You’ve decided you want to hire a professional to help write your resume. After some googling you're overwhelmed and feel like there are lots of shady websites offering resume services.
Unfortunately, there are.
But not to worry! Resume Workshop makes it super easy to zero-in on the perfect resume writer from among our catalog of vetted, experienced pros.
This article explains what you should look for when shopping for a resume writer, whether or not you use Resume Workshop to help you do so.
What You Will Pay (Avoid the Cheap Stuff!)
People often experience sticker shock when they see the cost of resume writers, which can be $300, $400, $500 and more.
But if a professionally written resume enables you to get hired faster, it’s usually a positive investment.
Let’s say you earn $100,000 per year.
Assuming the average of 2,000 hours worked per year, your salary equates to compensation of roughly $50 per hour ($100,000 divided by 2,000) or $400 per day ($50 times 8).
Therefore, for every day that you are unemployed from a $100,000 per year job, you’re losing $400.
So if a professionally written resume gets you a new job just a few days sooner than you would have otherwise, it is a very worthwhile investment.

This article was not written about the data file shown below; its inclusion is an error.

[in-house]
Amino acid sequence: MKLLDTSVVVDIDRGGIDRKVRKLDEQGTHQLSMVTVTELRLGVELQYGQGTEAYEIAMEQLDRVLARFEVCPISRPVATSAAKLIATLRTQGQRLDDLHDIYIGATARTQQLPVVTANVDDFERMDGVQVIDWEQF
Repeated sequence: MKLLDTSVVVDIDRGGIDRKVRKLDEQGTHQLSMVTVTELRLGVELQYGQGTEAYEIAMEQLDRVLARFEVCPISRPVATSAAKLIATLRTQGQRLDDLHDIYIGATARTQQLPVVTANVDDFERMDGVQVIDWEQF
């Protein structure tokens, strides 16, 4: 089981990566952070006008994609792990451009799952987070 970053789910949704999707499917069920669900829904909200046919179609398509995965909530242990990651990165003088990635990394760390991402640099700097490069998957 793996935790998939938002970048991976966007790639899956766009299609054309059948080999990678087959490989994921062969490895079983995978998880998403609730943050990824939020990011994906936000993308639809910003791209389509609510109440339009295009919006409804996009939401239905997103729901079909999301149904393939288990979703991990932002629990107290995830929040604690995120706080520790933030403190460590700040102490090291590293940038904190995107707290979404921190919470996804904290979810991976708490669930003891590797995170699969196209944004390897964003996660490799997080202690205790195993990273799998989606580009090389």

Resume Specialist or Generalist?
Some resume writers specialize in particular industries or career levels — executives for example, or recent graduates.
If your industry has particular conventions with resumes — federal employees or academic CVs are examples — then hiring a resume writer with a focus or at least history in this area might be important to you.
Note, however, that accomplished resume writers will have produced resumes across many industries, career levels, and job functions and will likely be able to produce a solid document for you.
Part of the job of a good resume writer is to do the research about your industry and job function to effectively communicate industry-specific concepts and vocabulary on the page.
Try Before You Buy — Here’s How
Free resume reviews and consultations allow you to “try before you buy.”
Many resume writers and boutique resume writing services will, at no cost, schedule a call with you to walk through your resume and discuss how it can be improved.
The value of this is tremendous: you get an actual, valuable free review of your resume, not to mention a strong sense of the writer and their approach, enough to decide whether you'd like to work with them.
We’ve made this super easy on Resume Workshop, where you can submit your resume to any of the writers who have indicated that they offer free reviews (most of them) and connect with them very easily to get that review!